Our job as parents isn’t to remove their distress around boundaries, but to give them the experiences to recognise they can handle boundaries - holding theirs and respecting the boundaries others.
Every time we hold a boundary, we are giving our kids the precious opportunity to learn how to hold their own.
If we don’t have boundaries, the risk is that our children won’t either. We can talk all we want about the importance of boundaries, but if we don’t show them, how can they learn? Inadvertently, by avoiding boundary collisions with them, we are teaching them to avoid conflict at all costs.
In practice, this might look like learning to put themselves, their needs, and their feelings away for the sake of peace. Alternatively, they might feel the need to control other people and situations even more. If they haven’t had the experience of surviving a collision of needs or wants, and feeling loved and accepted through that, conflicting needs will feel scary and intolerable.
Similarly, if we hold our boundaries too harshly and meet their boundary collisions with shame, yelling, punishment or harsh consequences, this is how we’re teaching them to respond to disagreement, or diverse needs and wants. We’re teaching them to yell, fight dirty, punish, or overbear those who disagree.
They might also go the other way. If boundaries are associated with feeling shamed, lonely, ‘bad’, they might instead surrender boundaries and again put themselves away to preserve the relationship and the comfort of others. This is because any boundary they hold might feel too much, too cruel, or too rejecting, so ‘no boundary’ will be the safest option.
If we want our children to hold their boundaries respectfully and kindly, and with strength, we will have to go first.
It’s easy to think there are only two options. Either:
- We focus on the boundary at the expense of the relationship and staying connected to them.
- We focus on the connection at the expense of the boundary.
But there is a third option, and that is to do both - at the same time. We hold the boundary, while at the same time we attend to the relationship. We hold the boundary, but with warmth.♥️
Geraldine S (verified owner) –
I loved this story and the characters. It was very timely for my grandkids as they were having some issues with boundaries. Well explained with a great message. I passed this on to my son to read to his kids and they loved the story.
Solen (verified owner) –
Thank you for this book!!! It was a fun read :)) This and more books like this to come will help children around the world and help immensely with their healthy development.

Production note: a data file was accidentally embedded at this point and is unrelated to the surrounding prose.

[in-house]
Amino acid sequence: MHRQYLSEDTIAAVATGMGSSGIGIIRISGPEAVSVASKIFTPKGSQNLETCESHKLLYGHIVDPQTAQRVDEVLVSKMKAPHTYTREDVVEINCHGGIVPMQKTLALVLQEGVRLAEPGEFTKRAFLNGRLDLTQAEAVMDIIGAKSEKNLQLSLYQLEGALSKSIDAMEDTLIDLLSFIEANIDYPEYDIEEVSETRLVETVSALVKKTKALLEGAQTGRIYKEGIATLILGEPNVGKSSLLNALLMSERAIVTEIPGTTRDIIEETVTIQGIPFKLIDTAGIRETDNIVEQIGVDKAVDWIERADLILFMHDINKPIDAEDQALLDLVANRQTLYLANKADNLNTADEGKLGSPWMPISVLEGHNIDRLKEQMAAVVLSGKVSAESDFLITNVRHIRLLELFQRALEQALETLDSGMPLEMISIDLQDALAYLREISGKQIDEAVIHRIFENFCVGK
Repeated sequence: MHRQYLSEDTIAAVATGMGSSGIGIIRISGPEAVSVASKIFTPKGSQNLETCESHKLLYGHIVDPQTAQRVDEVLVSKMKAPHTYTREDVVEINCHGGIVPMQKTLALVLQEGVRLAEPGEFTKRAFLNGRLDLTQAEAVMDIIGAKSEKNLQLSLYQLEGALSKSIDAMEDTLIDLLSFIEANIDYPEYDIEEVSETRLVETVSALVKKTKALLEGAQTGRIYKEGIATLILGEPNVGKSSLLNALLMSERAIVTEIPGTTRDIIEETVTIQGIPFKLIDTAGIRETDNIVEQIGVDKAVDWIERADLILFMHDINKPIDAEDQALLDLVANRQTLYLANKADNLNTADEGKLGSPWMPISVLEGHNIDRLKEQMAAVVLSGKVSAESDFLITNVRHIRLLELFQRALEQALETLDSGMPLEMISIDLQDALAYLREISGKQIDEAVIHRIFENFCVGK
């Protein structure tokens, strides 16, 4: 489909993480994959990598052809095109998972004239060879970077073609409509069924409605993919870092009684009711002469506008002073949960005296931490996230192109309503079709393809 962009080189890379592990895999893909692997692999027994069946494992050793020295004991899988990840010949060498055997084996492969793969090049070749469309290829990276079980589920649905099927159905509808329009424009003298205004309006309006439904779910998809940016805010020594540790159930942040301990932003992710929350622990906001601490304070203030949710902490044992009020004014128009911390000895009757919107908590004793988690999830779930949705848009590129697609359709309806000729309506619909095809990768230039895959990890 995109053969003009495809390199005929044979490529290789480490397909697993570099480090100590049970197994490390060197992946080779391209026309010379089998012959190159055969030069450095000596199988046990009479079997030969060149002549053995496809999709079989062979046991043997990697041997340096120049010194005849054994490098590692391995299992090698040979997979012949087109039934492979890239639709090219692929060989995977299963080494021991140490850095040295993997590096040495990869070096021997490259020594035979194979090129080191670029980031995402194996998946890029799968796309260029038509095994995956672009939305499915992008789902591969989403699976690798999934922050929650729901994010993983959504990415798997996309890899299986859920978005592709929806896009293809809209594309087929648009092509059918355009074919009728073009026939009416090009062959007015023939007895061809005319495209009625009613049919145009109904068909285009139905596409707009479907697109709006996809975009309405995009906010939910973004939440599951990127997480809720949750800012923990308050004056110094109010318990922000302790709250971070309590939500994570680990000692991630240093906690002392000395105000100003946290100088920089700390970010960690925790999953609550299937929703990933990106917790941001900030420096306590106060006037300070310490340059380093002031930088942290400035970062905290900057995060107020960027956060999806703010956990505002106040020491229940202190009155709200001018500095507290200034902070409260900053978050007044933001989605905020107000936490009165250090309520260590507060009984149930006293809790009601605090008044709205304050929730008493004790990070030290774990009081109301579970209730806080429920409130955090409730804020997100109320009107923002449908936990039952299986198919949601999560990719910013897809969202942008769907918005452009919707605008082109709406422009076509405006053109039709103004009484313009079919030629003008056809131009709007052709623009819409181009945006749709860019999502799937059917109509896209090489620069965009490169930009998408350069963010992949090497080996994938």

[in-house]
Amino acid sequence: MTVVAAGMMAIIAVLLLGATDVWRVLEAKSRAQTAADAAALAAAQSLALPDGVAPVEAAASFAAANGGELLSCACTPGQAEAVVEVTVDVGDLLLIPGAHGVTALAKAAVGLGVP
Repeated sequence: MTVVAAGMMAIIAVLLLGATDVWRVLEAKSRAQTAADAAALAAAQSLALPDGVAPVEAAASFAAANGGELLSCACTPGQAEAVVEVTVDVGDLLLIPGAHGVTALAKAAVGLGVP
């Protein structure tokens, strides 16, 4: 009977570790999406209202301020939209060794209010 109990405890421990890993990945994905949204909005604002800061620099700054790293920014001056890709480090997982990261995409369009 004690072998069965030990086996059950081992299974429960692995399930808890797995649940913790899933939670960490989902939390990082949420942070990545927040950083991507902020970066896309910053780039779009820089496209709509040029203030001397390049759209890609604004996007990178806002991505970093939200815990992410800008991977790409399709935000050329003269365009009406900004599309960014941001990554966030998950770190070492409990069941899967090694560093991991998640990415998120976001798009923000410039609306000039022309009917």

Peter S (verified owner) –
These books are all truly wonderful! Just what we were looking for! Thanks! 🙂
Lupe S (verified owner) –
Wow!! Love your books. Everything I have order has been beautifully and carefully wrapped. The books and their messages are amazing. I work with young people and they help them understand concepts we are learning in therapy so much better. Thank you.
Erin (verified owner) –
Gorgeous book and illustrations that teaches the value of self acceptance and boundaries in a really fun way. I really appreciate the conversation prompters at the back of all Karen’s books to help to guide parents/carers to discuss these really important topics with their children.
Susan R (verified owner) –
Excellent message! Compliments the strategy that I teach my students to use when someone says something hurtful to them; to put up their “invisible shield” to deflect the hurtful words. The “invisible shield” is positive self-talk: student’s strengths and positive qualities. This strategy empowers the student to focus on themselves, and not give power to the hurtful words or actions.
Carmen D (verified owner) –
Hi I was delighted to received books wrapped in lovely paper with a sticker sealing it. A lovely touch. Beautiful messages in this and another book I purchased. I would have like the pictures to be abit more colourful though to appeal to kids a little more. Pleased with my purchase
Robyn C –
Excellent child level explanation about acceptance and bullying giving the child excellent skills to deal with it on a day to day basis! Love the soft toy amygdala to cuddle too! It is a concrete object the child can hang on to so they can understand the abstract concepts of their brain!